Wednesday, September 12, 2018

Why Can't I Get Music Press? | hypebot

1Chasing press can be one of the most frustrating elements of self-marketing, and is made even more frustrating by the fact that there is no guarantee of a payoff. Here we look at five easily fixable problems that could be preventing you getting the press you need.


Guest post by Rich Nardo from the TuneCore blog

One of the hardest parts of chasing press is the fact that there are no guarantees. You can be the hardest working artist in the world who just created a ‘once-in-a-generation record and there is still a chance that journalists will choose not to cover it.

Maybe they ‘just don’t get it’, or they’ve got a lot of other assignments from bands they already listen to that they need to finish up. Maybe you just share a name with their ex and they can’t get past that.

No matter the reason for it, the lack of a guarantee that your efforts will be rewarded can be heartbreaking for a young artist. If you find that you’re constantly asking yourself ‘Why Can’t I Get Press?‘, we’re here for you.

Here are five easily fixable problems that a lot of artists trying to get coverage might encounter and how to remedy them:

2‘So, what’s your story?’

Writers are just like everyone else, overworked and underpaid.

They’re getting hundreds of emails everyday and it would be impossible to write great stories about each artist they come across that they like.

So…write the story yourself. Well, not literally.

Just make sure you know what elements of your story set you apart from other artists and make sure that comes across in your pitch. You can do this via a personal email (highly recommended), a press release or an artist bio. No matter how you do it, make sure you’re giving an insightful look into your project that will inspire the writer to the point that the story will just pour out of them.

A great story + great music = great press.

‘What a great song! What else do you have going on?’

Writers no longer want to cover a song just because they like it. Just like radio and playlisters, their reputation is built not just on finding great music but being early adopters to artists that go on to bigger things.

When you’re pitching a writer, it doesn’t hurt to mention other things you have going on (i.e – opening for a bigger artist, success on Spotify, other tastemakers signing off on your music). It’s also good to let them know that it’s not just a random single you’re pitching them on, but the ‘first single from your upcoming full-length’.

The more professional and proactive you come across, the more the scales will tip in your favor towards achieving coverage.

‘I’m just not feeling a PERSONAL connection…’

If you’re an artist, don’t hit up writers like you were a publicist.

I know that goes against the whole “be professional” advice, but trust me. Writers know that publicists are looking after an entire roster and will forgive our formalities, especially if we’ve established a reputation with the writer for only presenting bands that they are into. An artist reaching out that way comes across as lazy.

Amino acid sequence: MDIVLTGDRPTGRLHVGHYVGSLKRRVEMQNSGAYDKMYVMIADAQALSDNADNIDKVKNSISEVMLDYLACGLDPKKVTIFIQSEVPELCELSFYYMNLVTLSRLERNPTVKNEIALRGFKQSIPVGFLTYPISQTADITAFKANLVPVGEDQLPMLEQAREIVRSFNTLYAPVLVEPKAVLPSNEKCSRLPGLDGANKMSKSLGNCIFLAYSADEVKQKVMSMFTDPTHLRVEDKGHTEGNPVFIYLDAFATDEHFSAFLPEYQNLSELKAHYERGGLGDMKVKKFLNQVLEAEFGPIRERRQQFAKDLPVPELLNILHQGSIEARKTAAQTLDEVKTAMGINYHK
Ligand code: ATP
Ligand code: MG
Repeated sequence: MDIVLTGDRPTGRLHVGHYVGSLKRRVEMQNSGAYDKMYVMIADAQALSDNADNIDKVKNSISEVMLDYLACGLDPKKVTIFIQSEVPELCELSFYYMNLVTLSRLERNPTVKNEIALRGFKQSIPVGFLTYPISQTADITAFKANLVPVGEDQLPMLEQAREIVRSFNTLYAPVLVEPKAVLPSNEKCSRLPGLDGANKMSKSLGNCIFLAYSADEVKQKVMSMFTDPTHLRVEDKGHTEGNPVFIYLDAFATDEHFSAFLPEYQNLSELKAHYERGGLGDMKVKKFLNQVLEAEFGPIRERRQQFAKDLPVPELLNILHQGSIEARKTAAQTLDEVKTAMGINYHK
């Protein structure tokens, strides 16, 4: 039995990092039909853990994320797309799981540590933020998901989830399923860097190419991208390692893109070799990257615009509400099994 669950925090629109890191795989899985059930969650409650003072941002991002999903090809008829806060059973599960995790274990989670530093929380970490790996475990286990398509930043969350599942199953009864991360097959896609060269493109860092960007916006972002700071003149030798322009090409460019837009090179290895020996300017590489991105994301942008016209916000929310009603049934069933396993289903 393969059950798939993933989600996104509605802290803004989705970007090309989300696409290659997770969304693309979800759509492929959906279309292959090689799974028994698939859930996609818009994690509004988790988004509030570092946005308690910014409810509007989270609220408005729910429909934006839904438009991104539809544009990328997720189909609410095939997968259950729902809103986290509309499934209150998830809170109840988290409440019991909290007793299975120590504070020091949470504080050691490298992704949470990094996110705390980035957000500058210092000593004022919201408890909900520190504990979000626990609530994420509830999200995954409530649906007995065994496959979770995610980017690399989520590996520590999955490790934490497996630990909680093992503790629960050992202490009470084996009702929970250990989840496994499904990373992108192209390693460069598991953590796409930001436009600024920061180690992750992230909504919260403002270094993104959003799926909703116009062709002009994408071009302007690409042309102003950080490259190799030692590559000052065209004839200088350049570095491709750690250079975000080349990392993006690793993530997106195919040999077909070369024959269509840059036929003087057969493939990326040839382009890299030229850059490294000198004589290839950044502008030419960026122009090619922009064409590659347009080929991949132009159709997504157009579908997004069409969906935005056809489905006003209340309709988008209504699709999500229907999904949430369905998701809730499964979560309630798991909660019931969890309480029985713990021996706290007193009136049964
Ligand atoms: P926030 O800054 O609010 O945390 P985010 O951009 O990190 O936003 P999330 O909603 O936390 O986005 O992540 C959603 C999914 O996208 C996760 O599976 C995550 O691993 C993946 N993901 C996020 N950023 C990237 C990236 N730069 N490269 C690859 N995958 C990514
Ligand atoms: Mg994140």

There are parts that are going to be uniform (most of the selling points will be), but let the writer know how you’re a fan of their blogs and what artists they covered that made you think they might be into your music. Truth be told, even as a publicist with almost 20 artists actively on our roster, my team and I still do most of our outreach with personalized emails (links to listen and a press release for further detail are always included) because it just works better.

It also doesn’t hurt to respond to their tweets or invite them out to grab coffee if they’re in your town either. Personal relationships are often the difference between a successful PR campaign and a failed one.

‘Oh great, another Soundcloud link…’

First of all, let me be clear: there is nothing wrong with presenting a Soundcloud link.

But sticking to the consistent theme of breaking through the fact that you are one of a few hundred Soundcloud (or YouTube or Spotify) links coming through a journalist’s inbox on any given day, is there a way to do it differently?

If you know an artist that works in a creative field, can you collaborate for a visual? Can you also include a unique performance of the song that, when combined with the link to the recorded version, sets a writer up for a great post? These are some important ways to get get a writer’s attention, particularly if you’re not so sure the story alone will do it.

‘Any gigs coming up?’

I’ve said this a few times in previous articles, but performing will be the number one way you’re going to make a long-lasting name for yourself.

That fact holds true when it comes to press as well. If you can blow a writer away in the live setting, you will make a real fan that is dedicated to covering your music. Invite writers out to your shows and make time to hang with them when they show up. If done well, this will be the most effective tool in your press-pitching arsenal.

Just a quick reminder in closing: even if you do all this perfectly, it doesn’t mean you’ll get a ton of press.

As great of a tool as press is, it’s also extremely important to remember that coverage won’t make or break you as an artist. You’re talent and persistence will be the foundation of your career, so no matter how successful your press efforts go, keep plugging away and they’ll come around eventually!

Rich Nardo is a freelance writer and editor, and is the Director of Public Relations and Creative at NGAGE.


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